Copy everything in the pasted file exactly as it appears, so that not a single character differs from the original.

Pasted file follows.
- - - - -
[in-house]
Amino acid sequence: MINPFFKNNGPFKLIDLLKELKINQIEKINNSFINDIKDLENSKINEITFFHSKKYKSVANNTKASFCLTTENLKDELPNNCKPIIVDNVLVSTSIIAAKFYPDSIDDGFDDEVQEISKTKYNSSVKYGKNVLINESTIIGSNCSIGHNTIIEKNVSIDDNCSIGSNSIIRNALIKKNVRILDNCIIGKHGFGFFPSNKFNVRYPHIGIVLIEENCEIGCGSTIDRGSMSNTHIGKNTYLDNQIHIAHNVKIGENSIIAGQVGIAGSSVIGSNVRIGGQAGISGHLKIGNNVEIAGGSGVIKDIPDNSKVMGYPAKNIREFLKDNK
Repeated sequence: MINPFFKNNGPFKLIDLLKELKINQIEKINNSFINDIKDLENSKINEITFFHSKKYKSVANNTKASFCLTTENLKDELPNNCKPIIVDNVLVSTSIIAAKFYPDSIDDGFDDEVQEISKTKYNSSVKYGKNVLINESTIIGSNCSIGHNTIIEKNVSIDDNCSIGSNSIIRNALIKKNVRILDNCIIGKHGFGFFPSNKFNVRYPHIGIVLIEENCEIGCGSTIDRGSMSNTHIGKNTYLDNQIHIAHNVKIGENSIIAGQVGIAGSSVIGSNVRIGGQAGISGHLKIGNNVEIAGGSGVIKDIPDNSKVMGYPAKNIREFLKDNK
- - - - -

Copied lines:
[in-house]
Amino acid sequence: MINPFFKNNGPFKLIDLLKELKINQIEKINNSFINDIKDLENSKINEITFFHSKKYKSVANNTKASFCLTTENLKDELPNNCKPIIVDNVLVSTSIIAAKFYPDSIDDGFDDEVQEISKTKYNSSVKYGKNVLINESTIIGSNCSIGHNTIIEKNVSIDDNCSIGSNSIIRNALIKKNVRILDNCIIGKHGFGFFPSNKFNVRYPHIGIVLIEENCEIGCGSTIDRGSMSNTHIGKNTYLDNQIHIAHNVKIGENSIIAGQVGIAGSSVIGSNVRIGGQAGISGHLKIGNNVEIAGGSGVIKDIPDNSKVMGYPAKNIREFLKDNK
Repeated sequence: MINPFFKNNGPFKLIDLLKELKINQIEKINNSFINDIKDLENSKINEITFFHSKKYKSVANNTKASFCLTTENLKDELPNNCKPIIVDNVLVSTSIIAAKFYPDSIDDGFDDEVQEISKTKYNSSVKYGKNVLINESTIIGSNCSIGHNTIIEKNVSIDDNCSIGSNSIIRNALIKKNVRILDNCIIGKHGFGFFPSNKFNVRYPHIGIVLIEENCEIGCGSTIDRGSMSNTHIGKNTYLDNQIHIAHNVKIGENSIIAGQVGIAGSSVIGSNVRIGGQAGISGHLKIGNNVEIAGGSGVIKDIPDNSKVMGYPAKNIREFLKDNK